2007 — Published national dating violence prevention curriculum, which was distributed to Jewish communities around the country. Became a beneficiary of the SF-based Jewish Community Federation. Opened second office on the Peninsula, serving San Mateo and Santa Clara counties with more localized service.
2008 — Created Community Education program and added part-time Community Educator position to our staff team.
2009 — This year our crisis line calls increased by 65%, as Shalom Bayit responded to over 700 calls to our (866) SHALOM-7 toll free helpline throughout the year. In our youth program, Shalom Bayit also brought Love Shouldn’t Hurt to four Hillel campuses across the country and published a Dating Violence Prevention Toolkit for distribution to Hillels on college campuses. In October domestic violence was a feature topic as Shalom Bayit appeared for the first time on the cover of the J. Weekly. We celebrated our Executive Director’s 25 years in the field of domestic violence prevention advocacy at our annual Creating Hope luncheon.
2010 — Shalom Bayit’s Chai anniversary! We celebrated throughout the year, with a concert by Debbie Friedman z’l in March and the Creating Hope luncheon and silent auction in October, celebrating 18 years of saving lives. Also in 2010 Shalom Bayit served 30% more clients than in previous year, continuing to experience increased requests for assistance.
2011 — Collaborated with the national Hillel organization to train its campus professionals on how to recognize dating violence, and how to support college students to form healthy dating relationships. In the Bay Area, over 1,000 youth and their grownups took part in our healthy relationships workshops; 96 clients received domestic violence counseling and support; and 805 people took part in our adult community education programs to develop a Jewish communal response to abuse. In November 2011, Shalom Bayit spoke at Vice President Biden’s Regional Town Hall Meeting in Oakland, CA on Engaging Men & Boys in Preventing Violence Against Women, with proceedings reported to the office of the Vice President.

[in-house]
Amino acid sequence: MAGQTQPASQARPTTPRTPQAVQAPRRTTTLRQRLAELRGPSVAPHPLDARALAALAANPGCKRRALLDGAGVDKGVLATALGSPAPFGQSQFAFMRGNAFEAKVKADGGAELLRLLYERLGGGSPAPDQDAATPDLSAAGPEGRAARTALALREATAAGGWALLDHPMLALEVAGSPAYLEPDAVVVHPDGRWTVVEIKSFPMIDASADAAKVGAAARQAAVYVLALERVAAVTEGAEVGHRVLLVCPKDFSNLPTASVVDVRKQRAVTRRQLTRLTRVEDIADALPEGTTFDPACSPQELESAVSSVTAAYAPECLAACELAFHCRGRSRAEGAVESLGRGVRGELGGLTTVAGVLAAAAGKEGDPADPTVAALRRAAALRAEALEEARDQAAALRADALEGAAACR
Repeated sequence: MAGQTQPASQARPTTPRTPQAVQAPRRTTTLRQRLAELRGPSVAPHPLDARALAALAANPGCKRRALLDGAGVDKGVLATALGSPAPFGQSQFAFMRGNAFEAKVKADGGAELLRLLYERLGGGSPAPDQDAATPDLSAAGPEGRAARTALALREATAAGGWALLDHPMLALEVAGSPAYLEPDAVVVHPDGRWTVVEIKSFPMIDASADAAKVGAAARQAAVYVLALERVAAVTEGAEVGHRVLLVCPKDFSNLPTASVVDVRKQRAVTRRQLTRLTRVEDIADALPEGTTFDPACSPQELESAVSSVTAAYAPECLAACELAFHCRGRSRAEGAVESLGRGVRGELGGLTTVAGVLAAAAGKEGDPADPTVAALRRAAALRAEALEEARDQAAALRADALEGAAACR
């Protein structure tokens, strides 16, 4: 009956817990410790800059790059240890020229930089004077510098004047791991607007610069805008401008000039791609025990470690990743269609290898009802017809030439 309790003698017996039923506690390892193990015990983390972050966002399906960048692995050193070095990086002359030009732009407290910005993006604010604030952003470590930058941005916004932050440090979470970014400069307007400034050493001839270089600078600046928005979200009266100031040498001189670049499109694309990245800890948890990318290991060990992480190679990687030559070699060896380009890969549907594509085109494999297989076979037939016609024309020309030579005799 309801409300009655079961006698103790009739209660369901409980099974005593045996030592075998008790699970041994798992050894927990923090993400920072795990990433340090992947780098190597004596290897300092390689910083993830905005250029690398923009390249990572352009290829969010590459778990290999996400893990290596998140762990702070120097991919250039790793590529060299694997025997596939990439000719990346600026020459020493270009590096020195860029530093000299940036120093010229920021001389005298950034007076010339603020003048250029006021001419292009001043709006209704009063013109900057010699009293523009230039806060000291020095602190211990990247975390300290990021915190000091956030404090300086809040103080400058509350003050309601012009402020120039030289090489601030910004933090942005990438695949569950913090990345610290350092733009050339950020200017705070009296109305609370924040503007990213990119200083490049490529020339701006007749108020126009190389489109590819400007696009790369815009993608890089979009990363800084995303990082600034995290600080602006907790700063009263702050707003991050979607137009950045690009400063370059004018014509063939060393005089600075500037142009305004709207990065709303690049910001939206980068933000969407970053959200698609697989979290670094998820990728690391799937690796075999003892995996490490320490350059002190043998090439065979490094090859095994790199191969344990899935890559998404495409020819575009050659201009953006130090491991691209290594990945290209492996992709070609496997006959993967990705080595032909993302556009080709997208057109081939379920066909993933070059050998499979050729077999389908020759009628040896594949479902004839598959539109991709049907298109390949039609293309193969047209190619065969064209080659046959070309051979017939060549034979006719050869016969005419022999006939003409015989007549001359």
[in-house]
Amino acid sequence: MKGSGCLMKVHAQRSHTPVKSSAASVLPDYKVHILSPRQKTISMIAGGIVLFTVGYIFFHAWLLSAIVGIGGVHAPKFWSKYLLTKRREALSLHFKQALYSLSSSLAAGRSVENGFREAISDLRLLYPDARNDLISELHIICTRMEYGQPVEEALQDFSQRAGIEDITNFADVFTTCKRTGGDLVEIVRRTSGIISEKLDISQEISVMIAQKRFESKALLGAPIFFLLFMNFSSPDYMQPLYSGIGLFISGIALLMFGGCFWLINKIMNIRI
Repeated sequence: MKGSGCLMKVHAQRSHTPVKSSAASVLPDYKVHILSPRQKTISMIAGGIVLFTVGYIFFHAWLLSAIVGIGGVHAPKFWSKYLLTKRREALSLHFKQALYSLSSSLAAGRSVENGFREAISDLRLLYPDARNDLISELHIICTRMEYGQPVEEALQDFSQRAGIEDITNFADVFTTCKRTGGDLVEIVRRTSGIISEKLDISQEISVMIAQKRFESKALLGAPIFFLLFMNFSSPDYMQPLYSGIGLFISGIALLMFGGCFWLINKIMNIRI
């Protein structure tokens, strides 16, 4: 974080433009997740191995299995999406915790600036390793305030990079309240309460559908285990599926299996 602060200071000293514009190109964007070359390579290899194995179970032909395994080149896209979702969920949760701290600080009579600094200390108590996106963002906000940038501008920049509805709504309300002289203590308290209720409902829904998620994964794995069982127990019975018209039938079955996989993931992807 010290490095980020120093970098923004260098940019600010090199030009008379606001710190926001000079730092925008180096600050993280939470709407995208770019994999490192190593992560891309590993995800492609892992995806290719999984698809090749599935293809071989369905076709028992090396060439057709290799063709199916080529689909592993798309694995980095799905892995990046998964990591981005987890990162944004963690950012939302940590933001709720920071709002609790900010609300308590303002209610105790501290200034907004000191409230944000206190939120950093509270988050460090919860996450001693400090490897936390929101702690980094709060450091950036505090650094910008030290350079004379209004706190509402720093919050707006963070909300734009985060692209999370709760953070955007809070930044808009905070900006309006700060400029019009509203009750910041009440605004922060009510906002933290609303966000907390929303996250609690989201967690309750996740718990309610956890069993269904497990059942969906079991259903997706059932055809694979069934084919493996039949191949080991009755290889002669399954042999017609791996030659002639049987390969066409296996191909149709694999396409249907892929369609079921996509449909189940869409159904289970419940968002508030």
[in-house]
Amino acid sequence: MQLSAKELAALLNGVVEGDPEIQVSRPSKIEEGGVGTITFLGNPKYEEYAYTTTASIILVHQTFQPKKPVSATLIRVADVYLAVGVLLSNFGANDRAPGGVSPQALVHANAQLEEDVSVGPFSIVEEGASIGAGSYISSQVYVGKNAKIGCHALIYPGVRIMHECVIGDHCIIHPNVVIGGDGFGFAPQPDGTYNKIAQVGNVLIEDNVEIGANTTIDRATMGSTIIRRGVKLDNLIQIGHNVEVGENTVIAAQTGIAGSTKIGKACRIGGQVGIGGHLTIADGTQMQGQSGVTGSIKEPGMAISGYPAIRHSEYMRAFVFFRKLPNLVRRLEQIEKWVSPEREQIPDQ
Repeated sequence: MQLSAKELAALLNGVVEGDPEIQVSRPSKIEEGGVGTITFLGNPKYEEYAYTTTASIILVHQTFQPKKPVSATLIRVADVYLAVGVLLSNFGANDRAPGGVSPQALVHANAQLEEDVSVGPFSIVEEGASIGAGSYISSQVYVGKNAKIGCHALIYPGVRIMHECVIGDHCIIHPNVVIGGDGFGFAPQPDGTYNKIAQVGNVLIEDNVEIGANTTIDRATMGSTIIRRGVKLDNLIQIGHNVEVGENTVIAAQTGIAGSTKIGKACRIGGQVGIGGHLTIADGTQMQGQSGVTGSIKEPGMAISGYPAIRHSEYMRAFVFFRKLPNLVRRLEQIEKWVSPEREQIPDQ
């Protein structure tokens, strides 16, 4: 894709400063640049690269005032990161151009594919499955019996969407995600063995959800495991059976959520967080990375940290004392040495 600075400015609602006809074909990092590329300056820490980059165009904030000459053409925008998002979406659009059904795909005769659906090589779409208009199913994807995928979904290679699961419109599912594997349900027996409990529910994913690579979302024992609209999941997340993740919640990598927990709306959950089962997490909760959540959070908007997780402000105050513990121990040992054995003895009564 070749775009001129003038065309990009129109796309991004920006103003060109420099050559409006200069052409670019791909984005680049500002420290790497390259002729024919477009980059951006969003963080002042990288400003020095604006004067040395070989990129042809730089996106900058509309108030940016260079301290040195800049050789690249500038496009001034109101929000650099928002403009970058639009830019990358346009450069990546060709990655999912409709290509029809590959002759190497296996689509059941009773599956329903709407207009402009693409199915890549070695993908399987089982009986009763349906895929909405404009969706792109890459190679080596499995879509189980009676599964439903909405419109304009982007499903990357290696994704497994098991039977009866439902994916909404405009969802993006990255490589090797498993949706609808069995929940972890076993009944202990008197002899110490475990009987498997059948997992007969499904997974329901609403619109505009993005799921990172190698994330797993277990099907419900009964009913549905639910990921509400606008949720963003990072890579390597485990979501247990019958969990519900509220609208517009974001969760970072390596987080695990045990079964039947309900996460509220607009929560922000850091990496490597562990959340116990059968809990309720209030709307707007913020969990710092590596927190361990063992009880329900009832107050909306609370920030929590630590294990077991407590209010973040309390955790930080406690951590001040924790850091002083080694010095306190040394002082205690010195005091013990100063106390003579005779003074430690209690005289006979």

Now in its 29th year, Shalom Bayit is known nationally for its cutting-edge models of culturally-specific domestic violence prevention and response. Many of these model programs are now used in Jewish communities throughout the country. Shalom Bayit’s unique cultural approaches to violence prevention create profound change in community and individual responses to domestic violence.
Our position is both crucial and unique. We serve as a bridge between the Jewish and domestic violence worlds, filling a necessary gap in community organizing and service provision. By working with but remaining independent from both the established Jewish community and domestic violence services, we create a place where battered Jewish women can seek support safely, confidentially, and comprehensively. Many women come to us specifically because we bring Jewish understanding and approaches to healing from abuse. We focus on community-wide strategies to reduce and prevent violence in the home. Our programs combine transformative community education and training with crisis intervention services, to create a comprehensive prevention and intervention response to domestic violence. As we pursue our work to change the Jewish community’s understanding of domestic violence, we work to build its capacity to respond to actual situations of abuse.
Our small, dedicated team of an Executive Director, three full-time, and six part-time staff now provide programs and services to over 2,000 individuals throughout the Bay Area each year. We are a thriving organization with a vital purpose: to improve the health and vitality of the Jewish community by ensuring everyone’s right to healthy, violence-free relationships. We believe that social justice begins at home. Together with all of you, we can fulfill our vision of a more peaceful and just society where everyone is SAFE AT HOME.